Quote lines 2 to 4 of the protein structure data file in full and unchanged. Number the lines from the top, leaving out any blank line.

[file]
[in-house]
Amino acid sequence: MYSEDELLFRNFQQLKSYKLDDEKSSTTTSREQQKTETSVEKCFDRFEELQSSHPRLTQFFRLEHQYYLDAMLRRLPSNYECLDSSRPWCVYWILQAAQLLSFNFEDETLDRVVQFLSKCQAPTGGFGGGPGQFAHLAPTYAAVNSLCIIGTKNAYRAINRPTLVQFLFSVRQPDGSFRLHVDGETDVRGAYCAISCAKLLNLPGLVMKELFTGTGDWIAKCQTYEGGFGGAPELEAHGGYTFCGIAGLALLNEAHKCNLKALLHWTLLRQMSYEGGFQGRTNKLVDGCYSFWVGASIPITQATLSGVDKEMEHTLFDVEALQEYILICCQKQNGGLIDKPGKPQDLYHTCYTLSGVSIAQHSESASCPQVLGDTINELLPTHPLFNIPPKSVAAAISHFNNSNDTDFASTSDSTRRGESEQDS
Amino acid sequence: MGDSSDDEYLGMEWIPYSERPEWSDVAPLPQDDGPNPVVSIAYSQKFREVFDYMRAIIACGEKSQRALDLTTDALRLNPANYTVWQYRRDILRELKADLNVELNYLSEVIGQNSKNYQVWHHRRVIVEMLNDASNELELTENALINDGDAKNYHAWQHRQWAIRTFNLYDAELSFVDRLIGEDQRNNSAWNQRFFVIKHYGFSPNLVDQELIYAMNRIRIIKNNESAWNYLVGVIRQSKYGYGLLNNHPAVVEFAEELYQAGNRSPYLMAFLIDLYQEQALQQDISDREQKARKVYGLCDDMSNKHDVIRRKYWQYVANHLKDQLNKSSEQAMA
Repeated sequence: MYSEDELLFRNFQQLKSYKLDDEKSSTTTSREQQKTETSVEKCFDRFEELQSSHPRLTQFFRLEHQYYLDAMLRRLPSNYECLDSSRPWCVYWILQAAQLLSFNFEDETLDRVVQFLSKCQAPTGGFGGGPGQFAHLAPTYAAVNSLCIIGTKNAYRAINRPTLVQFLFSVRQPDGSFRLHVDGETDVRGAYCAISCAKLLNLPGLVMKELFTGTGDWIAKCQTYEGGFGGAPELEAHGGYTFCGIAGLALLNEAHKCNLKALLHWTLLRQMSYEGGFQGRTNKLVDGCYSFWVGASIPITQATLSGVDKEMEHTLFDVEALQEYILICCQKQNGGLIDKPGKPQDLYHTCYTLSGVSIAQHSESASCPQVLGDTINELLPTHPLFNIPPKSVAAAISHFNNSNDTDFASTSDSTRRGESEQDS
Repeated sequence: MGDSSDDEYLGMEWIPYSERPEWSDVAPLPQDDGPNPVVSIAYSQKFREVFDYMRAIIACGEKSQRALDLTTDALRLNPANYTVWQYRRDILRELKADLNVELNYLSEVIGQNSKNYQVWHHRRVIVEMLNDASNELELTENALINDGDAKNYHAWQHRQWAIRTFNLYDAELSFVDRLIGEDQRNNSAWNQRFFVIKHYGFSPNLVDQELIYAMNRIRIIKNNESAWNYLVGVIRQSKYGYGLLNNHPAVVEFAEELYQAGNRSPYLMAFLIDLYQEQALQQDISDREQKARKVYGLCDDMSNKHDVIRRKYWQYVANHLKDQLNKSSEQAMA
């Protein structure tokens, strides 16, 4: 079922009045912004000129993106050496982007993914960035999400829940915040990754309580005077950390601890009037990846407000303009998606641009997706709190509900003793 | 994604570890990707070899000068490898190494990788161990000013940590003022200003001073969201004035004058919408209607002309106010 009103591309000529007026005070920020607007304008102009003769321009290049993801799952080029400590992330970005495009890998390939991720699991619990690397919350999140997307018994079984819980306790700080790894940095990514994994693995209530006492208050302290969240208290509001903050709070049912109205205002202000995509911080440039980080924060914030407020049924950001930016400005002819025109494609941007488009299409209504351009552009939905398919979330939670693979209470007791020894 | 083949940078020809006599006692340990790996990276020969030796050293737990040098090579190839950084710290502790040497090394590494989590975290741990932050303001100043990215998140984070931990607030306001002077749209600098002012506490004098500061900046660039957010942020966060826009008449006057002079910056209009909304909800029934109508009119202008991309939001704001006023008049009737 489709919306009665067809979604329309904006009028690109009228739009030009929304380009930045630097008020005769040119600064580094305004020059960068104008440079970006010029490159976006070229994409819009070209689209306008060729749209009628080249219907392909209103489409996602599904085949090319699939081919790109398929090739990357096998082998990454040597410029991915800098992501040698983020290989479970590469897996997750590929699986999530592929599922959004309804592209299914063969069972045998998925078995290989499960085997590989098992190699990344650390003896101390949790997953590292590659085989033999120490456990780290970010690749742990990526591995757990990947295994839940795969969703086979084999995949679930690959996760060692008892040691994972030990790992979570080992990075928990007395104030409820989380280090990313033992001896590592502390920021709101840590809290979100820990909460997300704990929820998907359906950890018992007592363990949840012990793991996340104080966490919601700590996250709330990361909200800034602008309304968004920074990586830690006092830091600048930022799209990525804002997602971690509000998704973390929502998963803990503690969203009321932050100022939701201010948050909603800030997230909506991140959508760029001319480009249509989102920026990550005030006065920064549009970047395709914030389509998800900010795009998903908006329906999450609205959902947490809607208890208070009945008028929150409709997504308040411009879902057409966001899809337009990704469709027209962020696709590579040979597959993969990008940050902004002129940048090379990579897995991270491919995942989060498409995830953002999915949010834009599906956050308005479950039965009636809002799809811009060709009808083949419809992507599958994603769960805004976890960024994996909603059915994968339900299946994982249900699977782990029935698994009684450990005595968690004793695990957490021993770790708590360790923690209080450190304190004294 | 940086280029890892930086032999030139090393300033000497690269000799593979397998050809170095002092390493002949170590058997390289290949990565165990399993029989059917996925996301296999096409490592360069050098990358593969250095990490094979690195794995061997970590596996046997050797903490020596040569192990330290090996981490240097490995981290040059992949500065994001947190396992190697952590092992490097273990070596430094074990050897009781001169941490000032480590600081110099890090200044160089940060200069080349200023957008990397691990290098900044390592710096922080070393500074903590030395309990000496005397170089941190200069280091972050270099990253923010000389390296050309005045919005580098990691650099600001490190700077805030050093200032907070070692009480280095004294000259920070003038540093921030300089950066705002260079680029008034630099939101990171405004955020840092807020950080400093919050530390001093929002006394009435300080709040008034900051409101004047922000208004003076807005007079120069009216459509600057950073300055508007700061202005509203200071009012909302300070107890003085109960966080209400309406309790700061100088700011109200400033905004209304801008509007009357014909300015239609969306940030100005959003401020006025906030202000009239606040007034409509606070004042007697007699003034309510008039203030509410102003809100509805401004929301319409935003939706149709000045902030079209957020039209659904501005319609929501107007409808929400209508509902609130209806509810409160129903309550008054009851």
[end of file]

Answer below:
Amino acid sequence: MYSEDELLFRNFQQLKSYKLDDEKSSTTTSREQQKTETSVEKCFDRFEELQSSHPRLTQFFRLEHQYYLDAMLRRLPSNYECLDSSRPWCVYWILQAAQLLSFNFEDETLDRVVQFLSKCQAPTGGFGGGPGQFAHLAPTYAAVNSLCIIGTKNAYRAINRPTLVQFLFSVRQPDGSFRLHVDGETDVRGAYCAISCAKLLNLPGLVMKELFTGTGDWIAKCQTYEGGFGGAPELEAHGGYTFCGIAGLALLNEAHKCNLKALLHWTLLRQMSYEGGFQGRTNKLVDGCYSFWVGASIPITQATLSGVDKEMEHTLFDVEALQEYILICCQKQNGGLIDKPGKPQDLYHTCYTLSGVSIAQHSESASCPQVLGDTINELLPTHPLFNIPPKSVAAAISHFNNSNDTDFASTSDSTRRGESEQDS
Amino acid sequence: MGDSSDDEYLGMEWIPYSERPEWSDVAPLPQDDGPNPVVSIAYSQKFREVFDYMRAIIACGEKSQRALDLTTDALRLNPANYTVWQYRRDILRELKADLNVELNYLSEVIGQNSKNYQVWHHRRVIVEMLNDASNELELTENALINDGDAKNYHAWQHRQWAIRTFNLYDAELSFVDRLIGEDQRNNSAWNQRFFVIKHYGFSPNLVDQELIYAMNRIRIIKNNESAWNYLVGVIRQSKYGYGLLNNHPAVVEFAEELYQAGNRSPYLMAFLIDLYQEQALQQDISDREQKARKVYGLCDDMSNKHDVIRRKYWQYVANHLKDQLNKSSEQAMA
Repeated sequence: MYSEDELLFRNFQQLKSYKLDDEKSSTTTSREQQKTETSVEKCFDRFEELQSSHPRLTQFFRLEHQYYLDAMLRRLPSNYECLDSSRPWCVYWILQAAQLLSFNFEDETLDRVVQFLSKCQAPTGGFGGGPGQFAHLAPTYAAVNSLCIIGTKNAYRAINRPTLVQFLFSVRQPDGSFRLHVDGETDVRGAYCAISCAKLLNLPGLVMKELFTGTGDWIAKCQTYEGGFGGAPELEAHGGYTFCGIAGLALLNEAHKCNLKALLHWTLLRQMSYEGGFQGRTNKLVDGCYSFWVGASIPITQATLSGVDKEMEHTLFDVEALQEYILICCQKQNGGLIDKPGKPQDLYHTCYTLSGVSIAQHSESASCPQVLGDTINELLPTHPLFNIPPKSVAAAISHFNNSNDTDFASTSDSTRRGESEQDS